This study explores the nature and function of social support networks in a sample of African American single mothers who reside in a public housing community in a small city. The current study extends previous research by examining social support as provided by mothers' non-kin neighbors as well as that provided by family members. In addition, most studies of social relations in low-income African American communities have been conducted in large cities like Philadelphia, Chicago, and Baltimore. Researchers in these settings have found that neighbors tend to restrict their interactions with one another, but little is known about the extent to which the same dynamic occurs in smaller cities and towns.
In the current study, fifteen African American single mothers participated in a series of two qualitative interviews. The first interview elicited these mothers' reflections on their public housing community, their interactions with neighbors, and the stressors they experience in their lives. The second interview was administered several weeks after the first interview. It probed more specifically for information about providers of social support (i.e., family, neighbors, friends, intimate partners and community resources), frequency of contact with these providers, and the aspects of social support provided by each individual supporter (e.g., emotional support, tangible support, and informational support).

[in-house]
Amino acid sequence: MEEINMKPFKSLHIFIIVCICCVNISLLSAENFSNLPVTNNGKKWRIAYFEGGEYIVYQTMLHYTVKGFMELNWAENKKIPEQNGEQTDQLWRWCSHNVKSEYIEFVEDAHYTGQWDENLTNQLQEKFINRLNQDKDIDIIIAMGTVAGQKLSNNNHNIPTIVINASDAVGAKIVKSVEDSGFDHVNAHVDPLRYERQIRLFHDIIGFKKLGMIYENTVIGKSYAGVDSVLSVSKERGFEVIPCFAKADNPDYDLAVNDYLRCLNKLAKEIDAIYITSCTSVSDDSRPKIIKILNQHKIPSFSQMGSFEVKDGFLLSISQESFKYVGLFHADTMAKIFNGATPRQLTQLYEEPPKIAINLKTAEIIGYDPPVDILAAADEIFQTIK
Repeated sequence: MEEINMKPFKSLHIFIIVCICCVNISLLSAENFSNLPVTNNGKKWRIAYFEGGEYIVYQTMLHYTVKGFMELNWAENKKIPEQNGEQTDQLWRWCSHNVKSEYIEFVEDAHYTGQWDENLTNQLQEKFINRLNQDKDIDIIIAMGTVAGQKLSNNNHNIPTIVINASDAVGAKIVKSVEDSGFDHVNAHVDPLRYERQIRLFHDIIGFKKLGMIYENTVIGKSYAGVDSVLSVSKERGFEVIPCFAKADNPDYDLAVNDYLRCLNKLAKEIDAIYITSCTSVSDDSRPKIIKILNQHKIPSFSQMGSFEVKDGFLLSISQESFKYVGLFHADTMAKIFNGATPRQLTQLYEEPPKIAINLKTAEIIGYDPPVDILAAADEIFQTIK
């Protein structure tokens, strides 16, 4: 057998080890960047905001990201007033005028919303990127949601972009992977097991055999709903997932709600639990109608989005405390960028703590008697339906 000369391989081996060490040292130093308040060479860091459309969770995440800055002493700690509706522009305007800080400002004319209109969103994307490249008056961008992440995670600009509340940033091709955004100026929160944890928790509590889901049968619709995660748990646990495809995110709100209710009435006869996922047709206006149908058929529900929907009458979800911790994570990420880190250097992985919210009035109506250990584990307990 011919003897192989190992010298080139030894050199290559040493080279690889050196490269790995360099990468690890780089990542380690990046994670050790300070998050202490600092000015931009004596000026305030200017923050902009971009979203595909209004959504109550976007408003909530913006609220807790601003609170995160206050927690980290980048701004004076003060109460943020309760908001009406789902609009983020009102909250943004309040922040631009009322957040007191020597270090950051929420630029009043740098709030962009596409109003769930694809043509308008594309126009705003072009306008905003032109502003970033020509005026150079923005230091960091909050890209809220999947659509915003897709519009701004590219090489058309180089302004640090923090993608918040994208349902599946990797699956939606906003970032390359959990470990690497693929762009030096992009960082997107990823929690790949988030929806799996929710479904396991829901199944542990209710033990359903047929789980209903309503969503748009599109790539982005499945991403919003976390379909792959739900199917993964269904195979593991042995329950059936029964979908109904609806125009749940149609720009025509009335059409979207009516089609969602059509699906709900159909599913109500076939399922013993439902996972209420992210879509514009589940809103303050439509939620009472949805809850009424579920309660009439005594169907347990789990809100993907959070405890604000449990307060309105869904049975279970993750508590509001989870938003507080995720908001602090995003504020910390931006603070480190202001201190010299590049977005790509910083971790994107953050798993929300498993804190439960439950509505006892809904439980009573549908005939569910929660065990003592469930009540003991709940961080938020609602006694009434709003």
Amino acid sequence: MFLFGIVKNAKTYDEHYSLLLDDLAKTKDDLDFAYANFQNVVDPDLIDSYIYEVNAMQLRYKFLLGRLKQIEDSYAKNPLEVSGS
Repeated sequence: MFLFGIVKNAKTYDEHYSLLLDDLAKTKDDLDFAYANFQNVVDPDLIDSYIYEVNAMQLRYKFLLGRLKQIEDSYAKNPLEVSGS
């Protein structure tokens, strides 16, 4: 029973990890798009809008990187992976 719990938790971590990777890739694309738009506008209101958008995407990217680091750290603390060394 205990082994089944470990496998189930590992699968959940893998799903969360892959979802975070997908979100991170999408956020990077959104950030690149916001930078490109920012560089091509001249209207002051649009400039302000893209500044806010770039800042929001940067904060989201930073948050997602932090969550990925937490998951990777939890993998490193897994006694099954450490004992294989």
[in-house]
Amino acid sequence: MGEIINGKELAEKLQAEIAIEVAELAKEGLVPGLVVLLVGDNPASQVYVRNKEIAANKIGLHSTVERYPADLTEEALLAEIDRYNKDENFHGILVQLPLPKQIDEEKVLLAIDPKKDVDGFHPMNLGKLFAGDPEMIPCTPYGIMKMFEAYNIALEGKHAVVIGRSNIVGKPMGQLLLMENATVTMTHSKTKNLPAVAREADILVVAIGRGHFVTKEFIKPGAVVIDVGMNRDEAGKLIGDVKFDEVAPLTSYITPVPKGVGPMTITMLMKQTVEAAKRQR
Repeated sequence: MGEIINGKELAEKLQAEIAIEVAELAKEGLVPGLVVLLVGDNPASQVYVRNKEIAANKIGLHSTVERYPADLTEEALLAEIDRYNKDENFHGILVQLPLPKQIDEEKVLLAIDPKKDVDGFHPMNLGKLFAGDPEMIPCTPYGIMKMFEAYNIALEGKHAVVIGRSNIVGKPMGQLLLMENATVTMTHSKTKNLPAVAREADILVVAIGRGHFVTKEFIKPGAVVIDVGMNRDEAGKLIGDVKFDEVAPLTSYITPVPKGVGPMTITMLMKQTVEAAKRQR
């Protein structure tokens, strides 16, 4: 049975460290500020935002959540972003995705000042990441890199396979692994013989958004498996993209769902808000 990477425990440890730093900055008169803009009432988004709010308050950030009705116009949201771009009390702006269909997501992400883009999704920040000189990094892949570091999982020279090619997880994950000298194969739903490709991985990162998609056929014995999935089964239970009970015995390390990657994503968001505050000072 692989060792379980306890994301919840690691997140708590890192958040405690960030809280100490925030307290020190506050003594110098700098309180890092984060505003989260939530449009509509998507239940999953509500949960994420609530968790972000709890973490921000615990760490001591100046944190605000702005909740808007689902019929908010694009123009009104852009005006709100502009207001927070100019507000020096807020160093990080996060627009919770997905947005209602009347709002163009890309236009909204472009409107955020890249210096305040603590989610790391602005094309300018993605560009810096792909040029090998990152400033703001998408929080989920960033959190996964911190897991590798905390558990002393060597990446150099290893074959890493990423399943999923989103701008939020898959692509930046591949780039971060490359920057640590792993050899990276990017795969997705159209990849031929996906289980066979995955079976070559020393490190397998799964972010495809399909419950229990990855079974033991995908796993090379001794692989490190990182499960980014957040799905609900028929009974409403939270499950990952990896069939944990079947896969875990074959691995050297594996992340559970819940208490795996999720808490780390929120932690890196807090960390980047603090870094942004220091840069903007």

In many ways, findings from this study are similar those reported in studies conducted in low-income areas of large cities. Single mothers frequently identified tangible support as essential to their survival, and pointed to family members as their primary providers of support. However, they also discussed some of the inherent complexities of relying on families for support. In addition, even in the context of a small city there was evidence for restriction of neighbor relations, as reported in studies conducted in large metropolitan cities. However, while there was no global support network of non-kin mothers within Prairie Gardens, most participants exchanged vital resources with at least one other single mother in the public housing community. This small non-kin network of support seemed strategically chosen based on the promise of reciprocity.
|Advisor:||Allen, Nicole E.|
|School:||University of Illinois at Urbana-Champaign|
|School Location:||United States -- Illinois|
|Source:||DAI-B 70/06, Dissertation Abstracts International|
|Subjects:||Black studies, Social psychology, Womens studies, Public policy|
|Keywords:||African-American, Low-income, Public housing, Single mothers, Social support, Women|
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